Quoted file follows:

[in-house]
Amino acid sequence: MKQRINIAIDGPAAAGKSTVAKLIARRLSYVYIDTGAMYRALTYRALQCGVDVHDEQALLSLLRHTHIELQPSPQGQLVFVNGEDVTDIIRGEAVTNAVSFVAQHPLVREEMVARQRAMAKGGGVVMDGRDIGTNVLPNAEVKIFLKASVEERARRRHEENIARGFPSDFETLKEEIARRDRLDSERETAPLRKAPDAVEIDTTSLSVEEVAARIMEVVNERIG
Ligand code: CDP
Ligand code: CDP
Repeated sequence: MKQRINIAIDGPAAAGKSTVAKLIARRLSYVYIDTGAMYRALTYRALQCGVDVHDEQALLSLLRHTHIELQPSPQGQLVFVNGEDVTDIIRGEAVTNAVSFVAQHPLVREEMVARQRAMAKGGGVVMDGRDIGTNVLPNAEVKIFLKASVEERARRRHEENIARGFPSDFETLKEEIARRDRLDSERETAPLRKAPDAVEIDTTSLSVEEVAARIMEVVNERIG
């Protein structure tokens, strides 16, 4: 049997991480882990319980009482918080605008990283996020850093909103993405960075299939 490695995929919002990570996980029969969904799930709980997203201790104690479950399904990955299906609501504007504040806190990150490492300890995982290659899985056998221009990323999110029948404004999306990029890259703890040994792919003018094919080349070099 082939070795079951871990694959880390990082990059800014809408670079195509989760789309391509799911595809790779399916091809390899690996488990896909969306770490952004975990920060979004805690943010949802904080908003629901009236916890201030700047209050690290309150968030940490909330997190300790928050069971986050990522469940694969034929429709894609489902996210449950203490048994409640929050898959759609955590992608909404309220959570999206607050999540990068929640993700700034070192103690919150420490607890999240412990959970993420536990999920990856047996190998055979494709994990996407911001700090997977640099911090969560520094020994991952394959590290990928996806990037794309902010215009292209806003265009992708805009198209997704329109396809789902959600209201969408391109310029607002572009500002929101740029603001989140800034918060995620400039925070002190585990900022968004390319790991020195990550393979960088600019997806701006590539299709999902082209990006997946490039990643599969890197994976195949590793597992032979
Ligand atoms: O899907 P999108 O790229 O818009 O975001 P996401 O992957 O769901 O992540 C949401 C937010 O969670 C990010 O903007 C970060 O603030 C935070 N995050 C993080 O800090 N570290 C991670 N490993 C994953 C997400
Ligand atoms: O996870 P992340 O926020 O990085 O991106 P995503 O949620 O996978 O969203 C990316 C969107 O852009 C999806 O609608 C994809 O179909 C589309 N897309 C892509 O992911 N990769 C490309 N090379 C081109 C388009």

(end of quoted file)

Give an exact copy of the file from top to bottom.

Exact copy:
[in-house]
Amino acid sequence: MKQRINIAIDGPAAAGKSTVAKLIARRLSYVYIDTGAMYRALTYRALQCGVDVHDEQALLSLLRHTHIELQPSPQGQLVFVNGEDVTDIIRGEAVTNAVSFVAQHPLVREEMVARQRAMAKGGGVVMDGRDIGTNVLPNAEVKIFLKASVEERARRRHEENIARGFPSDFETLKEEIARRDRLDSERETAPLRKAPDAVEIDTTSLSVEEVAARIMEVVNERIG
Ligand code: CDP
Ligand code: CDP
Repeated sequence: MKQRINIAIDGPAAAGKSTVAKLIARRLSYVYIDTGAMYRALTYRALQCGVDVHDEQALLSLLRHTHIELQPSPQGQLVFVNGEDVTDIIRGEAVTNAVSFVAQHPLVREEMVARQRAMAKGGGVVMDGRDIGTNVLPNAEVKIFLKASVEERARRRHEENIARGFPSDFETLKEEIARRDRLDSERETAPLRKAPDAVEIDTTSLSVEEVAARIMEVVNERIG
């Protein structure tokens, strides 16, 4: 049997991480882990319980009482918080605008990283996020850093909103993405960075299939 490695995929919002990570996980029969969904799930709980997203201790104690479950399904990955299906609501504007504040806190990150490492300890995982290659899985056998221009990323999110029948404004999306990029890259703890040994792919003018094919080349070099 082939070795079951871990694959880390990082990059800014809408670079195509989760789309391509799911595809790779399916091809390899690996488990896909969306770490952004975990920060979004805690943010949802904080908003629901009236916890201030700047209050690290309150968030940490909330997190300790928050069971986050990522469940694969034929429709894609489902996210449950203490048994409640929050898959759609955590992608909404309220959570999206607050999540990068929640993700700034070192103690919150420490607890999240412990959970993420536990999920990856047996190998055979494709994990996407911001700090997977640099911090969560520094020994991952394959590290990928996806990037794309902010215009292209806003265009992708805009198209997704329109396809789902959600209201969408391109310029607002572009500002929101740029603001989140800034918060995620400039925070002190585990900022968004390319790991020195990550393979960088600019997806701006590539299709999902082209990006997946490039990643599969890197994976195949590793597992032979
Ligand atoms: O899907 P999108 O790229 O818009 O975001 P996401 O992957 O769901 O992540 C949401 C937010 O969670 C990010 O903007 C970060 O603030 C935070 N995050 C993080 O800090 N570290 C991670 N490993 C994953 C997400
Ligand atoms: O996870 P992340 O926020 O990085 O991106 P995503 O949620 O996978 O969203 C990316 C969107 O852009 C999806 O609608 C994809 O179909 C589309 N897309 C892509 O992911 N990769 C490309 N090379 C081109 C388009």